A Texas man that was convicted of operating a $75 million Ponzi scheme whose victims included former NFL players was sentenced to seventeen years in federal prison. Kurt Barton, former chief executive of Triton Financial, was previously convicted of thirty-nine charges relating to the scheme in an August jury trial and had faced an effective life sentence if sentenced to the maximum. Barton will be released from prison when he is 60 years old.
Barton, through Triton Financial, took in more than $75 million from nearly 300 investors who thought their funds would be used for legitimate business activities, including real estate investment and short-term business lending. Barton only used approximately $20 million for those activities, diverting the remainder to make fictitious interest payments to existing investors and to fund a lavish lifestyle. Barton chose to stand trial rather than accept a plea deal with prosecutors, unlike the former Triton CFO, John DiMeglio, who received a five-year sentence after accepting into a plea agreement. The tactic backfired, with a jury convicting Barton of all thirty-nine counts he was charged with.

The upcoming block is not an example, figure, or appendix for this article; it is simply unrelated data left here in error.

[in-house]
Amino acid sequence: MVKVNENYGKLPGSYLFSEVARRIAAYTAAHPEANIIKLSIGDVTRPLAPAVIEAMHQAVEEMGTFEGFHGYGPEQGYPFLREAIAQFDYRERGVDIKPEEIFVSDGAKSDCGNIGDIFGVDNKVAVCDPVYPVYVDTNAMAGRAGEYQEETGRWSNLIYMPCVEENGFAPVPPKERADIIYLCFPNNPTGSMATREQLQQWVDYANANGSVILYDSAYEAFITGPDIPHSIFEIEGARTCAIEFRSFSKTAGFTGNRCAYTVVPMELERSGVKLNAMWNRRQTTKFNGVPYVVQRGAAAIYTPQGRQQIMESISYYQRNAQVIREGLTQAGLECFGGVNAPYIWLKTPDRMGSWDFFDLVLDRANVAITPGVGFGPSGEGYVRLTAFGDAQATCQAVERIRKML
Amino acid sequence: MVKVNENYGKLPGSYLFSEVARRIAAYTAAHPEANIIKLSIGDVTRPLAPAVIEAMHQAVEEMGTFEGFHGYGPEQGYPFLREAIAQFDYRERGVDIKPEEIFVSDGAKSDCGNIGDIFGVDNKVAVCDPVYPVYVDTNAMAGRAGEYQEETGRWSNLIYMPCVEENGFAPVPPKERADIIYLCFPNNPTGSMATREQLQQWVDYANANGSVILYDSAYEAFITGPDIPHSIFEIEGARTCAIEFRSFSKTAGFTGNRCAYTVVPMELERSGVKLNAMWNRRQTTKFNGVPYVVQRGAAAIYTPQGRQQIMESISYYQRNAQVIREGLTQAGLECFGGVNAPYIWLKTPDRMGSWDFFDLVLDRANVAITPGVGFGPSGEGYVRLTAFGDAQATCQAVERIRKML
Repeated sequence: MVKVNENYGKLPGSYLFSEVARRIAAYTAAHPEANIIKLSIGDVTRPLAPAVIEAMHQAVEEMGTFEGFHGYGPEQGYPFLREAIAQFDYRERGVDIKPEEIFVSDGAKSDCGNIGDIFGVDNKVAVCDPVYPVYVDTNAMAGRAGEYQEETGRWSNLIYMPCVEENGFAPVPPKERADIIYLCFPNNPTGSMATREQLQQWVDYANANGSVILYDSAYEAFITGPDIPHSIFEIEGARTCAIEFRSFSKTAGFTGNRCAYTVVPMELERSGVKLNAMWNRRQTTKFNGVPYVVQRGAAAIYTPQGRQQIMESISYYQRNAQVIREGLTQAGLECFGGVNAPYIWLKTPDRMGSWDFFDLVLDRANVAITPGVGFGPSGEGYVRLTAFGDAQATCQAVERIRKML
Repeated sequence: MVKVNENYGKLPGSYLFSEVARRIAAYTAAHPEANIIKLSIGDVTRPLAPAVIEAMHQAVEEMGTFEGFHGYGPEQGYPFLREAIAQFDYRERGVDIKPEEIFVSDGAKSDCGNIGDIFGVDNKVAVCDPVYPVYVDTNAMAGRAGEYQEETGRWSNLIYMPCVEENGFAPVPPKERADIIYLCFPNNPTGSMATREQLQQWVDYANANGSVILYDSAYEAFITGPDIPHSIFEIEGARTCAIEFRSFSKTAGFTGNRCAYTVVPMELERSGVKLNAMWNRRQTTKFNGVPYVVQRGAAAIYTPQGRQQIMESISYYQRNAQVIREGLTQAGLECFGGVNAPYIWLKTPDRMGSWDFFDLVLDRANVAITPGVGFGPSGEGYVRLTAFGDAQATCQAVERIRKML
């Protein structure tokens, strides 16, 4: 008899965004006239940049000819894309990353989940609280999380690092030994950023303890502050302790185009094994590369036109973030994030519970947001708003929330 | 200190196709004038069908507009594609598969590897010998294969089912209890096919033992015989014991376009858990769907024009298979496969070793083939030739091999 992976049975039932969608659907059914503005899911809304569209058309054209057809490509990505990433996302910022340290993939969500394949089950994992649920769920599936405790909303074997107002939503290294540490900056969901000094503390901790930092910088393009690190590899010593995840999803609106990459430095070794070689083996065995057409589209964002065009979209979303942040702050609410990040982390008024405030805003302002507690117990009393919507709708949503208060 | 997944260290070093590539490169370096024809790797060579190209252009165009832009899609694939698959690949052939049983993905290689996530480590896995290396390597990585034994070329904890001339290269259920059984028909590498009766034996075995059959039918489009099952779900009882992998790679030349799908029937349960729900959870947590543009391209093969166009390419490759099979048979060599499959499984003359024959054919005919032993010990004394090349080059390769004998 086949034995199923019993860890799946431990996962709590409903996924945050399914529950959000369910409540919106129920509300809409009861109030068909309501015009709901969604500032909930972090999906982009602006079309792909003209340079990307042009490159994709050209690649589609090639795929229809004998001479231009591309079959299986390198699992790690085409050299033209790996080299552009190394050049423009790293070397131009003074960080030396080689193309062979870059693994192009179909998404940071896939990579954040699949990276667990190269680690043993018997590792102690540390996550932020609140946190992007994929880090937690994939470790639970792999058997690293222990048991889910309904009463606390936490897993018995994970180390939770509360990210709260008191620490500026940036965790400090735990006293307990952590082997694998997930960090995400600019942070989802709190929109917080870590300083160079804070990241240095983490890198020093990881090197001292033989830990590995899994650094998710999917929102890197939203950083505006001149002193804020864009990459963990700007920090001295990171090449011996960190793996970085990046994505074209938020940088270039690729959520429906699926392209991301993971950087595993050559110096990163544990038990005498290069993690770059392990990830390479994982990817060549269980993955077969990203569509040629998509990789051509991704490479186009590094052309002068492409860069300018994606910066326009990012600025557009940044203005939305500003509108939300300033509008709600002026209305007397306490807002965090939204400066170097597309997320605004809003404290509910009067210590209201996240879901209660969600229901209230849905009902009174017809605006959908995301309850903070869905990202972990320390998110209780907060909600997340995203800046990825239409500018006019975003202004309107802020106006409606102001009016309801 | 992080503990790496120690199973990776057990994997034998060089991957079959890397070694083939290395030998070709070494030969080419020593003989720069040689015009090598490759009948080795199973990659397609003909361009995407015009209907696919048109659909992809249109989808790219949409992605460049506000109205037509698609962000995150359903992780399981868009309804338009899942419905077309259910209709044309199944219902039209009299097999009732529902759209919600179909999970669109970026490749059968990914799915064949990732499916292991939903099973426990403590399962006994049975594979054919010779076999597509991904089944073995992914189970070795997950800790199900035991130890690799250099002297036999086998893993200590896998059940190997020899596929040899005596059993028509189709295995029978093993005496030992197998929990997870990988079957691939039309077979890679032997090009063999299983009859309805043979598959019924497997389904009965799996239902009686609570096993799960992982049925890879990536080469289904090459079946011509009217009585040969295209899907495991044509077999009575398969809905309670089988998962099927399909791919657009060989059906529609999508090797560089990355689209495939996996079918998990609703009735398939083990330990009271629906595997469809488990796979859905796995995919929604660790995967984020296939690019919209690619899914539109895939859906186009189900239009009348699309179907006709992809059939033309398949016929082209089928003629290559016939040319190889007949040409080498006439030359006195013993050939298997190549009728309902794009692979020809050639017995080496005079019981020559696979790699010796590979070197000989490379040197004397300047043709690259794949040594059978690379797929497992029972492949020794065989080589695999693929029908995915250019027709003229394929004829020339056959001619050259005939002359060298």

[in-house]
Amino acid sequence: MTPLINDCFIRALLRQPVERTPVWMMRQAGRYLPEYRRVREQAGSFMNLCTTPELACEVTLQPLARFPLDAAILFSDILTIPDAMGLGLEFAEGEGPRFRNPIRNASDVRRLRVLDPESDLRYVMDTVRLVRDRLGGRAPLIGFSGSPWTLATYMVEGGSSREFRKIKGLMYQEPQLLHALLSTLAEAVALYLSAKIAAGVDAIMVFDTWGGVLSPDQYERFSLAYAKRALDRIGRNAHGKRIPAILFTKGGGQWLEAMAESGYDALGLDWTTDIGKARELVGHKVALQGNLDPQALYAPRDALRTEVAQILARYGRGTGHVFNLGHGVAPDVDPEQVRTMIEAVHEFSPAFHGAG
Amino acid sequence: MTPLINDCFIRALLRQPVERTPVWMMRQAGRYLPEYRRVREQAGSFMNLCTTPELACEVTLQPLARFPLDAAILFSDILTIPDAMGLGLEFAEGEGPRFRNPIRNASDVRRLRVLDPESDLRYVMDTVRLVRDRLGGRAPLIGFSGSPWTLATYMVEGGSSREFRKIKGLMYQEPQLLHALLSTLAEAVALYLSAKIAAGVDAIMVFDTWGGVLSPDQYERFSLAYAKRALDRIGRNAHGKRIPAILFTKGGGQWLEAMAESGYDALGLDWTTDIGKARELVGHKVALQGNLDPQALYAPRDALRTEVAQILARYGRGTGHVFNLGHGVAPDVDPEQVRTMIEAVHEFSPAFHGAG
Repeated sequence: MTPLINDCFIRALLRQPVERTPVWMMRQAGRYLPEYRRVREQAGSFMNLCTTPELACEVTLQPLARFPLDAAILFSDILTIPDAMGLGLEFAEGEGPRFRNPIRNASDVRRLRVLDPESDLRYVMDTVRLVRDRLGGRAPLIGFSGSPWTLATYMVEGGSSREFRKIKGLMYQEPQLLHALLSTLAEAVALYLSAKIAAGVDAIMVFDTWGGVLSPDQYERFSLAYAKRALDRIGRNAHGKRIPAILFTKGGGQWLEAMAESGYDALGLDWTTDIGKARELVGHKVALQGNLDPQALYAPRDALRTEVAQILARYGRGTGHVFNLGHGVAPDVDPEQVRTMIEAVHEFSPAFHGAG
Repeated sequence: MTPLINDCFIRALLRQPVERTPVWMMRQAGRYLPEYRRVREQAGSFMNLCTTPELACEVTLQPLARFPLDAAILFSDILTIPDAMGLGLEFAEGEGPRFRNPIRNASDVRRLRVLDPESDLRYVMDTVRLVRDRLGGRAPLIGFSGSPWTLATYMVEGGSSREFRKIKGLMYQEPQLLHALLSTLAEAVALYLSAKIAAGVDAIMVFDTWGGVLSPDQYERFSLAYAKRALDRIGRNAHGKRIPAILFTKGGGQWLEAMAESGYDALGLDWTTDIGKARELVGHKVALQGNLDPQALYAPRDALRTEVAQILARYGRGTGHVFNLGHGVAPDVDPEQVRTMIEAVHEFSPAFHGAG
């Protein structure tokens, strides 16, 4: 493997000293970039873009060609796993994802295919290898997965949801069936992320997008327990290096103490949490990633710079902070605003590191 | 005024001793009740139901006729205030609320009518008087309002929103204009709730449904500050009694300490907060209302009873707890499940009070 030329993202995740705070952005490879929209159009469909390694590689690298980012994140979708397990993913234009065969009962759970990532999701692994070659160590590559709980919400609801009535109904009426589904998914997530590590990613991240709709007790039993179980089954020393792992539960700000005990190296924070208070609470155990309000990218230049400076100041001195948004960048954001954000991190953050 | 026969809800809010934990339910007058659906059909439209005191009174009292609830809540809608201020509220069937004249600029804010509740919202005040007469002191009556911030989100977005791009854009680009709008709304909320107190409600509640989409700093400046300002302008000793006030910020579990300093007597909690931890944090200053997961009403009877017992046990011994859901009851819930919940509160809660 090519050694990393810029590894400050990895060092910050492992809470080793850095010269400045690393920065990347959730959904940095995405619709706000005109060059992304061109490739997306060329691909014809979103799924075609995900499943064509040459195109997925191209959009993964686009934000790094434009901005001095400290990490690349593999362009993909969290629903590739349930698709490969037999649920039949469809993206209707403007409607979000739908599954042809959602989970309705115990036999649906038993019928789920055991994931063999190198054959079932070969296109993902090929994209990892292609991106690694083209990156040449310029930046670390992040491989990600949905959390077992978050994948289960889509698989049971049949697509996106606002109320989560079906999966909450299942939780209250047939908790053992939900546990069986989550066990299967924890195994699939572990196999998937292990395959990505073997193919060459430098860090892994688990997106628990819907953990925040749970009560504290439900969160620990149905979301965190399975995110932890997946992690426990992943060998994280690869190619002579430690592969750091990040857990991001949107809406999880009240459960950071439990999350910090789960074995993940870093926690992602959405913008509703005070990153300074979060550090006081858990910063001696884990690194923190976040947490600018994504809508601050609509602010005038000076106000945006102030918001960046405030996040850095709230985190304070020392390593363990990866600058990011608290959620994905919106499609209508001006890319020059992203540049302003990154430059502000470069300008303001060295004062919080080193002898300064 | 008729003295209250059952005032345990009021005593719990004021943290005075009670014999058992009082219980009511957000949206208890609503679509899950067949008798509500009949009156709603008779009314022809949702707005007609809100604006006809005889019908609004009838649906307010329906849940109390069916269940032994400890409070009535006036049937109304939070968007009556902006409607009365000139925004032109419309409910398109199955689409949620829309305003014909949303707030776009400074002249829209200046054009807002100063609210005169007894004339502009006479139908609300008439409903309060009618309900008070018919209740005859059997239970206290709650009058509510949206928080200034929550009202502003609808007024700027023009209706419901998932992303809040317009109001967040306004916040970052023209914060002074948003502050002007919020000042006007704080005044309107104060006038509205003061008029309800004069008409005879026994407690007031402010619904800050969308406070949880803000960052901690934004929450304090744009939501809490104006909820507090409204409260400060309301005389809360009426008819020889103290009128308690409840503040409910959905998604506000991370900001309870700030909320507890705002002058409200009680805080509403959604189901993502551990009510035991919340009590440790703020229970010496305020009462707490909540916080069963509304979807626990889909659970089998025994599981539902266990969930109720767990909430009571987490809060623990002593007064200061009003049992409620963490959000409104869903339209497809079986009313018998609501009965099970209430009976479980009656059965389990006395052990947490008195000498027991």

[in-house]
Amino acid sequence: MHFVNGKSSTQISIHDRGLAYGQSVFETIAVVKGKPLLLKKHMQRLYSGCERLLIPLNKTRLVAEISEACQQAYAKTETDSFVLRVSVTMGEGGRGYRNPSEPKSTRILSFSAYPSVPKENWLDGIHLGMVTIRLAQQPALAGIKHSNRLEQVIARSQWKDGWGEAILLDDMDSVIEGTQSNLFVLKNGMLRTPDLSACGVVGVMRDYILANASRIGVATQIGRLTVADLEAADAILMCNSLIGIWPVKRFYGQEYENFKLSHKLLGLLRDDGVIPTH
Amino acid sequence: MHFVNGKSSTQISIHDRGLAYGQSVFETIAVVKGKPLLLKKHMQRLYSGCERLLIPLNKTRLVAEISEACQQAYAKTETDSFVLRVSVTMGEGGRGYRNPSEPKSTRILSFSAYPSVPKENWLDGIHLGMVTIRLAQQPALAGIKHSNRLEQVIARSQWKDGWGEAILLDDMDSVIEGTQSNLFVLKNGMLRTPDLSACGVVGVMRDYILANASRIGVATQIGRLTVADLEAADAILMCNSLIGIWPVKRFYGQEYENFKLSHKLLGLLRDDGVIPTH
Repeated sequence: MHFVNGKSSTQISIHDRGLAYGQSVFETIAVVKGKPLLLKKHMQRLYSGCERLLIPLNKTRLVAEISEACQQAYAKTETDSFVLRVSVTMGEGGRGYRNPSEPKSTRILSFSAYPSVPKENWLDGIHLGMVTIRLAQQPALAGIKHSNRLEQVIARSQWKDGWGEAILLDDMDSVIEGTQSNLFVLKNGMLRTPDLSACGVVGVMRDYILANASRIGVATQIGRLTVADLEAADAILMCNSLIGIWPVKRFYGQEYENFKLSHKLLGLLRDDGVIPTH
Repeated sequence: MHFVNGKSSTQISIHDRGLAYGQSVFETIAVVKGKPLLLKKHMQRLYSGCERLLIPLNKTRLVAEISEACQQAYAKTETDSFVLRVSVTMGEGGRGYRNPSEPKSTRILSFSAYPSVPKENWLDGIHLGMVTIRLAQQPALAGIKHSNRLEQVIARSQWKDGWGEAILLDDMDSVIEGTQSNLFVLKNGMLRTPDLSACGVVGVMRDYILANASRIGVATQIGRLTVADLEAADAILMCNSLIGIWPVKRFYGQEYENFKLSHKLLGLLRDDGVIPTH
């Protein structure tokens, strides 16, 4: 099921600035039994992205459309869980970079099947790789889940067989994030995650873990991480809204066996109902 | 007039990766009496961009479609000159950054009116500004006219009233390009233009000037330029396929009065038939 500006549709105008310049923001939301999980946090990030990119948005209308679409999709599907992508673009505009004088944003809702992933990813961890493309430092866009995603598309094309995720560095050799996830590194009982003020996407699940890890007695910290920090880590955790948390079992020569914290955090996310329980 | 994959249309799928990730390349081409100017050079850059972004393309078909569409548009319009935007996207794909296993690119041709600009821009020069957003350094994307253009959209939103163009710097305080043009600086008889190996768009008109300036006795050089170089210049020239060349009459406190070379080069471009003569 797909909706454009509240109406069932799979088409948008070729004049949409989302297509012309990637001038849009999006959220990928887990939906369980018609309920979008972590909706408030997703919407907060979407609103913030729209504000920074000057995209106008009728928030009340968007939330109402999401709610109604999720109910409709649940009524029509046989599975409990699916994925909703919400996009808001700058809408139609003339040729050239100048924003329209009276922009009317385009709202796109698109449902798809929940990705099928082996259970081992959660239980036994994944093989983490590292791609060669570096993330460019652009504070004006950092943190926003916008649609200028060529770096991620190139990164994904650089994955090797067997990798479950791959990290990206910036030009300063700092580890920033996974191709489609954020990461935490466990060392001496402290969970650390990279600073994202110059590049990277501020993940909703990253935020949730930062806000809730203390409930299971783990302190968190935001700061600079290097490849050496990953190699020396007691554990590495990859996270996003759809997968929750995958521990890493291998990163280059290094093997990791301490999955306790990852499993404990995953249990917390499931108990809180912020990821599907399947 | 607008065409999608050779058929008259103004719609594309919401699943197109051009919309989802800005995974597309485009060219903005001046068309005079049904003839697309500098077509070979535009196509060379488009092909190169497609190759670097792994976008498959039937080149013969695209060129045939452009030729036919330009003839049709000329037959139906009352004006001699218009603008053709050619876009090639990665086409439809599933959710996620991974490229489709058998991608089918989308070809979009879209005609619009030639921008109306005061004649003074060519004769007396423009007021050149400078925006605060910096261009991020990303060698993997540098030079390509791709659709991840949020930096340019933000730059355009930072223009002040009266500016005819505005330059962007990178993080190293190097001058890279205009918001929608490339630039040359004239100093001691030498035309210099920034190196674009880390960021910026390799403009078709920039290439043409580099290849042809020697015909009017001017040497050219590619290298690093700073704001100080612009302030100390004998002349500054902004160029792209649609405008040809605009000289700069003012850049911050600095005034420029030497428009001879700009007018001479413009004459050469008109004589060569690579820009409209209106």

Barton's attorneys cited DiMeglio's sentence, among other factors, in a sentencing memorandum filed with United States District Judge Sam Sparks that lobbied for a shorter sentence than the effective life sentence possible under the charges. Additionally, Barton's attorneys also compiled a list of 26 other white-collar criminals and their respective prison sentences in an effort to provide Judge Sparks with a comparative sentencing range. The move apparently worked, with only eight of those listed having a longer sentence than Barton. Interestingly, Judge Sparks also alluded that Barton's victims should have been more careful, citing the age-old principle that "if it sounds too good to be true, it is."
It is unknown as to when Barton is scheduled to report to federal prison.